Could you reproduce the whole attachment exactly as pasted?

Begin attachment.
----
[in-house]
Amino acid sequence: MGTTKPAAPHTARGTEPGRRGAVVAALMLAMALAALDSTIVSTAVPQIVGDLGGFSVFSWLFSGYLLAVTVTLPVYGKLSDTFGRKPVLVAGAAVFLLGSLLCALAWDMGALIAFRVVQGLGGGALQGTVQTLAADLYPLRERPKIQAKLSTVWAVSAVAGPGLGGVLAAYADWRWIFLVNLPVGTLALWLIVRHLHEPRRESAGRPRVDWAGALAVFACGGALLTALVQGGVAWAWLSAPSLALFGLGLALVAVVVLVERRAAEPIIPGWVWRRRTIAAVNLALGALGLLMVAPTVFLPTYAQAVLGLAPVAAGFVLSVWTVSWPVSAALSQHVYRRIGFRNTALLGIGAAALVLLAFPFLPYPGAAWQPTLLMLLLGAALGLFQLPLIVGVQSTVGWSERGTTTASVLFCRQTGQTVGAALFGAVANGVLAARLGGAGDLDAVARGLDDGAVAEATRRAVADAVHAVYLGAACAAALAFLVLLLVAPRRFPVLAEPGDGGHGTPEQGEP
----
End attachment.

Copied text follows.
[in-house]
Amino acid sequence: MGTTKPAAPHTARGTEPGRRGAVVAALMLAMALAALDSTIVSTAVPQIVGDLGGFSVFSWLFSGYLLAVTVTLPVYGKLSDTFGRKPVLVAGAAVFLLGSLLCALAWDMGALIAFRVVQGLGGGALQGTVQTLAADLYPLRERPKIQAKLSTVWAVSAVAGPGLGGVLAAYADWRWIFLVNLPVGTLALWLIVRHLHEPRRESAGRPRVDWAGALAVFACGGALLTALVQGGVAWAWLSAPSLALFGLGLALVAVVVLVERRAAEPIIPGWVWRRRTIAAVNLALGALGLLMVAPTVFLPTYAQAVLGLAPVAAGFVLSVWTVSWPVSAALSQHVYRRIGFRNTALLGIGAAALVLLAFPFLPYPGAAWQPTLLMLLLGAALGLFQLPLIVGVQSTVGWSERGTTTASVLFCRQTGQTVGAALFGAVANGVLAARLGGAGDLDAVARGLDDGAVAEATRRAVADAVHAVYLGAACAAALAFLVLLLVAPRRFPVLAEPGDGGHGTPEQGEP